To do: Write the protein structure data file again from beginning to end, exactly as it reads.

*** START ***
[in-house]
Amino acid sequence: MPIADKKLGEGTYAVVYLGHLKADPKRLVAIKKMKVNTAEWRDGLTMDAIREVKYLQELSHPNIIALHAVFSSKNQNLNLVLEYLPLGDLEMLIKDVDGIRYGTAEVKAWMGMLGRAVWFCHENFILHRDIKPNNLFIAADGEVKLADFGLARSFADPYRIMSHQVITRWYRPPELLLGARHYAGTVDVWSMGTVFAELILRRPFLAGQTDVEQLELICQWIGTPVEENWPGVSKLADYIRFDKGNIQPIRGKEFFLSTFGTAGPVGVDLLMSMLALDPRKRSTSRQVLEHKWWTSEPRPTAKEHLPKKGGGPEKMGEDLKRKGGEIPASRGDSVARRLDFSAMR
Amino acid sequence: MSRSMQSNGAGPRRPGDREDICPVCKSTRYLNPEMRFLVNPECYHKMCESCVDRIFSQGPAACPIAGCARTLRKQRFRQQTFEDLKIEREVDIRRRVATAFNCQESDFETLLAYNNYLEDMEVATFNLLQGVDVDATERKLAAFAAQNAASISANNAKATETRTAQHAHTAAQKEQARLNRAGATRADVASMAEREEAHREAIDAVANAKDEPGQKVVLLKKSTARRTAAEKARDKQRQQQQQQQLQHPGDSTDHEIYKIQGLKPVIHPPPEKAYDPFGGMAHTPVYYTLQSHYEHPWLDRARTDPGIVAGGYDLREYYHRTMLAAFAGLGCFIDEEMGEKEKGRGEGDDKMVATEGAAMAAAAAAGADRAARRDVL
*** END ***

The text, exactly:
[in-house]
Amino acid sequence: MPIADKKLGEGTYAVVYLGHLKADPKRLVAIKKMKVNTAEWRDGLTMDAIREVKYLQELSHPNIIALHAVFSSKNQNLNLVLEYLPLGDLEMLIKDVDGIRYGTAEVKAWMGMLGRAVWFCHENFILHRDIKPNNLFIAADGEVKLADFGLARSFADPYRIMSHQVITRWYRPPELLLGARHYAGTVDVWSMGTVFAELILRRPFLAGQTDVEQLELICQWIGTPVEENWPGVSKLADYIRFDKGNIQPIRGKEFFLSTFGTAGPVGVDLLMSMLALDPRKRSTSRQVLEHKWWTSEPRPTAKEHLPKKGGGPEKMGEDLKRKGGEIPASRGDSVARRLDFSAMR
Amino acid sequence: MSRSMQSNGAGPRRPGDREDICPVCKSTRYLNPEMRFLVNPECYHKMCESCVDRIFSQGPAACPIAGCARTLRKQRFRQQTFEDLKIEREVDIRRRVATAFNCQESDFETLLAYNNYLEDMEVATFNLLQGVDVDATERKLAAFAAQNAASISANNAKATETRTAQHAHTAAQKEQARLNRAGATRADVASMAEREEAHREAIDAVANAKDEPGQKVVLLKKSTARRTAAEKARDKQRQQQQQQQLQHPGDSTDHEIYKIQGLKPVIHPPPEKAYDPFGGMAHTPVYYTLQSHYEHPWLDRARTDPGIVAGGYDLREYYHRTMLAAFAGLGCFIDEEMGEKEKGRGEGDDKMVATEGAAMAAAAAAGADRAARRDVL